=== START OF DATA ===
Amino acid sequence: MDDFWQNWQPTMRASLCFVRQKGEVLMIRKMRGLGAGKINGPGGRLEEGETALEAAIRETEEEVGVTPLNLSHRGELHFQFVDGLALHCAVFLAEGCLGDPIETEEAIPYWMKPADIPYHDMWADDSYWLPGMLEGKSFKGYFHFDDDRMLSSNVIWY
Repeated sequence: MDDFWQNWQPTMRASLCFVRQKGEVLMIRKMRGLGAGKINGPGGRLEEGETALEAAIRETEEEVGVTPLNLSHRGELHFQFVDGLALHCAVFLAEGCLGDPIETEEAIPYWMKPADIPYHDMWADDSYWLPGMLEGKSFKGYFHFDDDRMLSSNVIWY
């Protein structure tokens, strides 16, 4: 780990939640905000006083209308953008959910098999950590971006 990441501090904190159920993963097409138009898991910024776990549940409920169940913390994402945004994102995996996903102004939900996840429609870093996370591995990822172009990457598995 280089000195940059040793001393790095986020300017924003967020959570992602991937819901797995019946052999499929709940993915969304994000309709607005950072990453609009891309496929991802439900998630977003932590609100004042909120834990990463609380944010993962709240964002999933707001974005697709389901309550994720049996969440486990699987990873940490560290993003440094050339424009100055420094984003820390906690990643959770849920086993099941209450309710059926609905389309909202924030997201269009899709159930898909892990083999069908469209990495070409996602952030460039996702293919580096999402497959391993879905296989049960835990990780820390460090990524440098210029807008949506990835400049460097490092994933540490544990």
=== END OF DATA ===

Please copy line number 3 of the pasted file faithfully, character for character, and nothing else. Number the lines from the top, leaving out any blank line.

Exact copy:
């Protein structure tokens, strides 16, 4: 780990939640905000006083209308953008959910098999950590971006 990441501090904190159920993963097409138009898991910024776990549940409920169940913390994402945004994102995996996903102004939900996840429609870093996370591995990822172009990457598995 280089000195940059040793001393790095986020300017924003967020959570992602991937819901797995019946052999499929709940993915969304994000309709607005950072990453609009891309496929991802439900998630977003932590609100004042909120834990990463609380944010993962709240964002999933707001974005697709389901309550994720049996969440486990699987990873940490560290993003440094050339424009100055420094984003820390906690990643959770849920086993099941209450309710059926609905389309909202924030997201269009899709159930898909892990083999069908469209990495070409996602952030460039996702293919580096999402497959391993879905296989049960835990990780820390460090990524440098210029807008949506990835400049460097490092994933540490544990």